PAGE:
What constitutes success for TWP?

Commercially I mean. It’s already a critical success. What level of sales would make it viable for Ron and Gary to go again with another project? Does anyone know?

I’m really enjoying this game immensely and would love to see what more is possible beyond it.

I don’t know, but it must first at least break even, which according to Mr. Gilbert, it still hasn’t.

Also, I would imagine that if it takes too long to make money, it may not be suitable as a sustainable business in its own right, since the developers need to eat in the meantime.

That’s just conjecture on my part.


Ok, I wonder what if anything we can all do to spread the word.

And given it was kickstarted does it need to break even? Just wondering aloud if there is long term viability in a not for profit model to keep these games being developed in the name of the art form they undoubtedly are.

They would have broken even if they would have only used Kickstarter money.
But since they raised additional half a million dollars to make a better game they have to pay this back before breaking even.

Also note that they didn’t pay themselves proper income so in the long run they probably wouldn’t want to keep doing this for the same money.

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If you are interested in this topic there was a thread about it. (it should be spoiler free)

That’s a tough question to answer. I’m not even sure if in the last years there was a single point-and-click adventure game that made enough money to be considered “economically sound”.

I saw on on the site that should not be mentioned that Day Of the Tentacle Remastered ($15) has 400.000 Steam owners. That sorta sounds successful (unless game was very expensive to make), add to that the other distribution channels plus the original sales. And then retract some money that was lost due to game bought on Steam sales.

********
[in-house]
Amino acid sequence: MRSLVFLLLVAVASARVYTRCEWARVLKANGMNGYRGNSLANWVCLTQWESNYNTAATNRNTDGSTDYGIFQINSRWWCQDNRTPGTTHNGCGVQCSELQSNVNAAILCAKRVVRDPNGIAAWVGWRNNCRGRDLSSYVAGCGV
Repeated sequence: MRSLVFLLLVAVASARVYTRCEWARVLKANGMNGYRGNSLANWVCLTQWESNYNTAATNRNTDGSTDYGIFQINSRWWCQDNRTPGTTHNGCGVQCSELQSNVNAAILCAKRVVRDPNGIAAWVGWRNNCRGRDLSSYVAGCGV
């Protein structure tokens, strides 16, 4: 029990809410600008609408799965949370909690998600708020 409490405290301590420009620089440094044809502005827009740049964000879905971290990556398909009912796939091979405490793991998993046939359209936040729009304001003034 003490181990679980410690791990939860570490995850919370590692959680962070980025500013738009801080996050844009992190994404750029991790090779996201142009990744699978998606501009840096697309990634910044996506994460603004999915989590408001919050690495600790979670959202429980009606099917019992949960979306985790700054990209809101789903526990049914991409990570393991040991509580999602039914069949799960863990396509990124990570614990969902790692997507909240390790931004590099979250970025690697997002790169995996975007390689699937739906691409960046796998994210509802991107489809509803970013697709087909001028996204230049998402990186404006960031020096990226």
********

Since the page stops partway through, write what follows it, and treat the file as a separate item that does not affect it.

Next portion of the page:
Secret of Monkey Island Special Edition is only $10 but it also has many owners.
I know that site cannot be relied upon, but IF its in the correct ballpark…imagine getting those users to notice that TWP exist, I hope they will eventually.

That’s a very, very important point. The only way to tell if there is profit or not is to know both the revenue figures and the costs of the project. We, as external observers, haven’t any of this information. :slight_smile:

We have discussed sales, Kickstarter, game profitability and SteamSpy figures in more than one thread. Personally, I think that this post by Ron and the interesting article about Steam sales that he has linked to is quite revealing of how this niche industry is struggling to get good results, but you’ll find other similar statements in other threads as well.

DotT has been in heavy discounts. Those 400,000 units where not sold at $15. Also, sadly, a remake of a 20 year old game has done much much better than TWP. It’s actually been very depressing realizing how many adventure game fans either don’t know about TWP or have just discounted it due to the art/UI. I don’t regret the art or UI, they were core to the game’s vision, I’m just sorry that so many people can’t see beyond that.


That is truly a pity, and it is unfortunately my experience as well. I find it very disappointing that my friends and colleagues, although initially very excited about trying out the game when I tell them about it, never actually took the time to do so.

They all commented that $20.00 is really not a big deal, so they were ready to try it. A few commented on the “retro” look, which suggests that the appearance turned them off for some reason.

No matter how I reassure them that the style, story, and characters are all great and the game is indeed a lot of fun (which they appear to agree in principle when I relate some of the puzzles and my own experiences); they still can’t get past the idea of an “old fashioned adeventure game.” (I think at least one even expected it to be a text adventure!)